Hussein said that discussions during the visit have included Iraq’s need to reduce flared gas emissions and diversify electricity sources.
“There’s a lot of understanding here in Washington about the need for investment in flare gas capture, and not just because of the climate and health benefits of controlling these emissions,” said Hussein.
“There is a strategic dimension as well," he continued. “Gas can and should be a source of income for Iraq. We need this excess gas to fuel our power stations, which currently depend on Iranian gas. We need to be independent in our gas production, and gas can supplement our role as a major oil producer.”
“With regard to oil, we are already integrated,” said Hussein, noting Iraq’s key role in the OPEC+ cartel.
Iraq is pressing ahead to diversify its sources of electricity, including with Jordan, Saudi Arabia and the Gulf, but progress has been slower than Iraq would like.
“I am not happy that implementation is taking so long; we signed these agreements with the Gulf about three years ago,” said Hussein. “The principle is agreed. Our technical people are still working on the price.”
Hussein acknowledged that Iraq's negotiations with Total over a potentially game changing $27 billion energy deal were also discussed in Washington.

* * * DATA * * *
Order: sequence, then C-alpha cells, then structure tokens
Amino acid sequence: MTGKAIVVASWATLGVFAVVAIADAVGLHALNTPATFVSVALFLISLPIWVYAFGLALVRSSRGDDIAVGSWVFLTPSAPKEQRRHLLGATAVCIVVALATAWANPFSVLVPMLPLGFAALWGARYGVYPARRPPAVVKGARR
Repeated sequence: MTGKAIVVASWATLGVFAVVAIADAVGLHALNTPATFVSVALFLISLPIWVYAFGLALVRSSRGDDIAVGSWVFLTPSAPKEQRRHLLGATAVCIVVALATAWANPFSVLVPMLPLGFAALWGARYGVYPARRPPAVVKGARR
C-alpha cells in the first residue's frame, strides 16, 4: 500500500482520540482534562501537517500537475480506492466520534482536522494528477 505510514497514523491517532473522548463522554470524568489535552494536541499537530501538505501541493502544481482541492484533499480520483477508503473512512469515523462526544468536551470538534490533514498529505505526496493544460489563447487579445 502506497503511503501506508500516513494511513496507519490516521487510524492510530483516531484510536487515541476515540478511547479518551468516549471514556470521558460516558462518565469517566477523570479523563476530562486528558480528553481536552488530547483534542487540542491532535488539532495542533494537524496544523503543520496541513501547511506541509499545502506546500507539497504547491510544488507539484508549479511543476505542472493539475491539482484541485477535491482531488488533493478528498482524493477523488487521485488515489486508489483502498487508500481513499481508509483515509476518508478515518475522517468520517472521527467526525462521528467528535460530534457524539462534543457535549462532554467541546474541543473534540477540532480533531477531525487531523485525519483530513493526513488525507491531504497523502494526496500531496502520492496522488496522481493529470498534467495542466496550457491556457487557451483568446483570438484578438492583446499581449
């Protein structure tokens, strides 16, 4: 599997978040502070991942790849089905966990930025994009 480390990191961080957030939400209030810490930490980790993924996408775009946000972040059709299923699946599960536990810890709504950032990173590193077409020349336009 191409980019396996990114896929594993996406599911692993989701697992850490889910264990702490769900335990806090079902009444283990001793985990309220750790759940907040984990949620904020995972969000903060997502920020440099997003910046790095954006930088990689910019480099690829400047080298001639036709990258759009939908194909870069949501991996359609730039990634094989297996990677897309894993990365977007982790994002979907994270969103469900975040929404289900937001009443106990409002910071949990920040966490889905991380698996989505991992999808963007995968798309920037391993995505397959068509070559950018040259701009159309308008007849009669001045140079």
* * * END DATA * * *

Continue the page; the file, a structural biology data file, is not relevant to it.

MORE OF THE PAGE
“It’s a fact that the talks in Paris with TotalEnergies didn’t reach an agreement, but the door is still open for further negotiations. This came up in my meetings here in Washington,” Hussein noted.
Hussein is optimistic that the Iraqi currency crisis that sparked this visit looks to be subsiding, following the Central Bank's recent currency revaluation and following his meetings here with Treasury officials.
“There is already a system in place between the Central Bank of Iraq [CBI] and the US Treasury, but it is new; Iraqi parties are becoming more familiar with the mechanism,” he said.
“Iraq also benefits from substantial currency reserves and relatively high oil prices,” he said. “There are also positive results to the CBI’s recent shifts in monetary policy. So gradually, I think, this crisis is subsiding.”
US officials and Iraqi observers are also tracking how tensions between the two leading Kurdish political parties — the Kurdistan Democratic Party (KDP) and the Patriotic Union of Kurdistan (PUK) — may be complicating relations with Baghdad and the Kurdistan Regional Government as negotiations continue over the budget and a new oil and gas law.
Hanging over all this is whether a federal court ruling that the Kurdistan Region’s oil and gas law is unconstitutional will be implemented, although some sources in Baghdad say that there may be discussion of a new law regarding the federal court, picking up on a previous initiative during the government of Iraqi Prime Minister Adel Abdul Mahdi.
“Both Kurdish parties are part of the current government, including discussions among the key figures in the Coordination Framework — the political coalition — so there are talks, and the relationship between Baghdad and Erbil is good,” said Hussein.